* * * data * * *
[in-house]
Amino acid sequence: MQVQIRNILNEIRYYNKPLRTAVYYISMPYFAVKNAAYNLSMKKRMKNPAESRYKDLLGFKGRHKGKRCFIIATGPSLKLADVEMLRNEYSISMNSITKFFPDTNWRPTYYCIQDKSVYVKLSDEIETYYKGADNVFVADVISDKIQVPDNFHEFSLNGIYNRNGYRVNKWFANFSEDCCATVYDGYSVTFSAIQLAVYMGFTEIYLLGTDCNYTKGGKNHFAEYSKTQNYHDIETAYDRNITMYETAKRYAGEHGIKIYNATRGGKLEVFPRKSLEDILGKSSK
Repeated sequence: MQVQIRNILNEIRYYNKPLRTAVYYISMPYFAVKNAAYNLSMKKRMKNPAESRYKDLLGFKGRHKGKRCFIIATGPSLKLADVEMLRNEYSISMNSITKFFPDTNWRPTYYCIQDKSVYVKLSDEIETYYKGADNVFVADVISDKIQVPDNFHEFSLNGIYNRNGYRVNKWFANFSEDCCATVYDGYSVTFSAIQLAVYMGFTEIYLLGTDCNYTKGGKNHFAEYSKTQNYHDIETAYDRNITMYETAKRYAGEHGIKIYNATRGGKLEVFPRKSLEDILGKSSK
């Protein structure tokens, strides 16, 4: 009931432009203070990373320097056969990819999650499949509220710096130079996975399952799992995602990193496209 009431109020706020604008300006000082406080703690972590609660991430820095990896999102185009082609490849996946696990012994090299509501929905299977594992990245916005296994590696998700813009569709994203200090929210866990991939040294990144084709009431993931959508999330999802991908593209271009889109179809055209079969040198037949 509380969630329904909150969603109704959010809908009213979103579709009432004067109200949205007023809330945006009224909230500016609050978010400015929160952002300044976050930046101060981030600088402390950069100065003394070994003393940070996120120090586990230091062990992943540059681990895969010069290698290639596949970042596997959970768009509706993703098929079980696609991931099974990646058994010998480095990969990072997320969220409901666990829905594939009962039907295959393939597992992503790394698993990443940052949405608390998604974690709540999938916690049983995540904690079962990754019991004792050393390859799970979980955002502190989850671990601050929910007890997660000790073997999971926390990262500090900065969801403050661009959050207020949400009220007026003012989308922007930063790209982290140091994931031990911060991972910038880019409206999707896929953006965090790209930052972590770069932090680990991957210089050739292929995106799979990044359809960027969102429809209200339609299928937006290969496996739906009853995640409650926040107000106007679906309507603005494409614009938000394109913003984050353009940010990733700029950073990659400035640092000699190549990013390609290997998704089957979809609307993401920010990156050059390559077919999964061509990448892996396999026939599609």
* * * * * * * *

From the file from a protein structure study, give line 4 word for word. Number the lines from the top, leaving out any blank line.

């Protein structure tokens, strides 16, 4: 009931432009203070990373320097056969990819999650499949509220710096130079996975399952799992995602990193496209 009431109020706020604008300006000082406080703690972590609660991430820095990896999102185009082609490849996946696990012994090299509501929905299977594992990245916005296994590696998700813009569709994203200090929210866990991939040294990144084709009431993931959508999330999802991908593209271009889109179809055209079969040198037949 509380969630329904909150969603109704959010809908009213979103579709009432004067109200949205007023809330945006009224909230500016609050978010400015929160952002300044976050930046101060981030600088402390950069100065003394070994003393940070996120120090586990230091062990992943540059681990895969010069290698290639596949970042596997959970768009509706993703098929079980696609991931099974990646058994010998480095990969990072997320969220409901666990829905594939009962039907295959393939597992992503790394698993990443940052949405608390998604974690709540999938916690049983995540904690079962990754019991004792050393390859799970979980955002502190989850671990601050929910007890997660000790073997999971926390990262500090900065969801403050661009959050207020949400009220007026003012989308922007930063790209982290140091994931031990911060991972910038880019409206999707896929953006965090790209930052972590770069932090680990991957210089050739292929995106799979990044359809960027969102429809209200339609299928937006290969496996739906009853995640409650926040107000106007679906309507603005494409614009938000394109913003984050353009940010990733700029950073990659400035640092000699190549990013390609290997998704089957979809609307993401920010990156050059390559077919999964061509990448892996396999026939599609």